Hear me out. This one minor correction to your poker game will save you thousands of dollars. I’m not exaggerating. If you intend on continuing to play the game, then you will save thousands with this one tweak.
It’s so simple, you’re going to laugh. But like I said, hear me out.
You call too much.
That’s it. I could end this post right here, but further explanation is required. What do I mean by “You call too much?” The next time you play, look for this pattern. A player in early or middle position opens a pot. She gets raised by someone in late position or the blinds. Without giving things a second thought, she tosses out calling chips. Many times, several players in the hand do this. Mindlessly toss out calling chips.
The flop comes out, they whiff, and the player in late position c-bets. The callers end up folding.
What kind of plan was that?
If you call a raise with the intention of folding every flop that you miss, you might as well play your hand face up. Any good, competent player will put in one bet, and when you call, they will get away from the hand unless they have a monster.
For most recreational players, the desire to see a flop is so strong that it costs them thousands of dollars over their poker career. When you add up all the times they call a few chips, then fold on the flop, the amount of chips is just staggering.
So what’s a better way to think about this common situation?
Let’s start in the middle. You’re in middle position, and you know that when it folds to you, you can comfortably open with a 20% range.
That’s a lot of hands.
You need to have a clear plan for this hand from the get go. Hopefully, you already know that your open raise amounts should be consistent. Don’t open big with a big hand, and limp with a medium strength hand. Savvy opponents will pick that up quickly. Once again, the size of your opening bet is not tied to your hand strength.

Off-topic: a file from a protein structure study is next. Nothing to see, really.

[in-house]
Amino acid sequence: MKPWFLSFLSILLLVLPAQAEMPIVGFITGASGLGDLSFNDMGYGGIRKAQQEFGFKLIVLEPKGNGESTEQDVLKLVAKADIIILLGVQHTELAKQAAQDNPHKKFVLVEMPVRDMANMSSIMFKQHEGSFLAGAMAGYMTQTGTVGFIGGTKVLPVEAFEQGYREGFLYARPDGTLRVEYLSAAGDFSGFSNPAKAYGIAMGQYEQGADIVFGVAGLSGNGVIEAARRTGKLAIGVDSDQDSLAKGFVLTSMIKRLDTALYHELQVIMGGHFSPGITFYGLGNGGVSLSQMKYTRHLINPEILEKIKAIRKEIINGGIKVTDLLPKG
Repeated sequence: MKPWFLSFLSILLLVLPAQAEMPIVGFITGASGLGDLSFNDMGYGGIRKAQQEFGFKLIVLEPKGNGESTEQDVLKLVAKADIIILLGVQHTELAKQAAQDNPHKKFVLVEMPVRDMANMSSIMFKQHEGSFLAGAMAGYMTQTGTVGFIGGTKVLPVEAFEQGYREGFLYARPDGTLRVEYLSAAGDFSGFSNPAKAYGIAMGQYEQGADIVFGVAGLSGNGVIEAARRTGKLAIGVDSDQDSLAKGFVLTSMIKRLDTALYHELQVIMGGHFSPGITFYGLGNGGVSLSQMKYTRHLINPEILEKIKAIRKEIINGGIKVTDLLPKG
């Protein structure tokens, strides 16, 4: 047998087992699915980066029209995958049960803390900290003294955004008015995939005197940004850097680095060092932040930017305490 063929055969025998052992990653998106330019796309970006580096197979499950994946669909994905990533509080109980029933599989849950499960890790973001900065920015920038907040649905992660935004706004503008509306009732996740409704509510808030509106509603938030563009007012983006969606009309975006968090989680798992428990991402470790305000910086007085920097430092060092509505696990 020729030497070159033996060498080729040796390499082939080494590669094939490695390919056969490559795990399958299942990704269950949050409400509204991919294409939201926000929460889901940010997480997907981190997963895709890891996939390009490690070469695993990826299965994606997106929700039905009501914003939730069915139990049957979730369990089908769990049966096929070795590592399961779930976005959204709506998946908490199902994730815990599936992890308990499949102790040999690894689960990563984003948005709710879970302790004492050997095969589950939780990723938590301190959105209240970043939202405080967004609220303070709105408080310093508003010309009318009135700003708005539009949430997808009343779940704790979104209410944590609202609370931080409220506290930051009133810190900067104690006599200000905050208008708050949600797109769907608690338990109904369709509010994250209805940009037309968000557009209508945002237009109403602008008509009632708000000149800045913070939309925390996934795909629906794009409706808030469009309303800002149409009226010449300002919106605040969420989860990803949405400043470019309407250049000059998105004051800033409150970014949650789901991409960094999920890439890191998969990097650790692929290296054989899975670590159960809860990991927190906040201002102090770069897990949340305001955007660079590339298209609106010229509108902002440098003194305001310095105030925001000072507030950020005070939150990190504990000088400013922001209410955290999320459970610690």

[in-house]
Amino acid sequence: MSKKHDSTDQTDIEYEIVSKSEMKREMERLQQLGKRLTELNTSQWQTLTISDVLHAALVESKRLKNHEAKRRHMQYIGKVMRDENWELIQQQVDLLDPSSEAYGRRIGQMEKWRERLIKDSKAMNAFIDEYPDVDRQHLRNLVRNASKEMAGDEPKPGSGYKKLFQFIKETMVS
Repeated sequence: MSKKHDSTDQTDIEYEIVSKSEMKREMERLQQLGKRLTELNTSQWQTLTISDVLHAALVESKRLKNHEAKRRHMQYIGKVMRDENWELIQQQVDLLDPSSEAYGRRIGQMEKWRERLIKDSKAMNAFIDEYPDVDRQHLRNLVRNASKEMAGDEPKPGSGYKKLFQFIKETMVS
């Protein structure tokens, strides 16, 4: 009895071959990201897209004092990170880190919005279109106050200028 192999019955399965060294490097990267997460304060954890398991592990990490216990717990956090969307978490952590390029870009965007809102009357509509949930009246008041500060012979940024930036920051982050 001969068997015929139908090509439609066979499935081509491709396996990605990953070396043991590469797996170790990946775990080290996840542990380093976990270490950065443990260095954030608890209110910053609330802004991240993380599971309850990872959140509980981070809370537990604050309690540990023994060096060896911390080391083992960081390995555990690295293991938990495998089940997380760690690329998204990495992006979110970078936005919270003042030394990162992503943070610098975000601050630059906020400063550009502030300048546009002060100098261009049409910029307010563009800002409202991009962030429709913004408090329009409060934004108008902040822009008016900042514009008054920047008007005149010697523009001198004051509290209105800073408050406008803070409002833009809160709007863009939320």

My plan revolves around slicing this 20% range into three groups.
Group 1: Raising Hands. Hands that I am willing to 4-bet with. The very top left of this table. Hands that I am content being all-in with given the right stack sizes.
Group 2: Calling Hands. Hands that play well post-flop against an opponent’s raising range. Mostly hands that can beat big pocket pairs. Hands that make straights and flushes. A hand like JT suited is a hand that connects with a ton of flops.
Group 3: Folding Hands. These are hands that were good enough to open when the action folds to me, but my intention is to fold to a re-raise. Hands that play badly after the flop from out of position. Hands like small aces. Good enough to open, but get you in trouble when you just call. The type of hands that win you a small pot, and lose you a big pot.
I’m not going to tell you exactly what hands to put in each category. I want you to start to think of why hands fit into each group. Players that just memorize charts, and “play by the book” end up running into a wall and they stop improving. You need to practice doing this exercise. As you get more advanced, the concept of balancing each of these sub-ranges will take your game to another level.
Next, go through each of the range charts in the free e-book that we sent you and divide each range into these sub-ranges away from the table.
Do this during your practice time.
This concept really comes alive when you can marry this strategy with a strategy on how to play against specific opponent types. An overly simplified example would be that you have pegged a guy to play a “fit or fold” style post-flop. Versus that player, you can widen your calling range considerably, because you know he will only continue on flops that he connects with. Employing this basic idea against this particular player style will be wildly profitable.
As you become more comfortable with these shifting ranges and how they play against specific opponent types, your game will improve by leaps and bounds.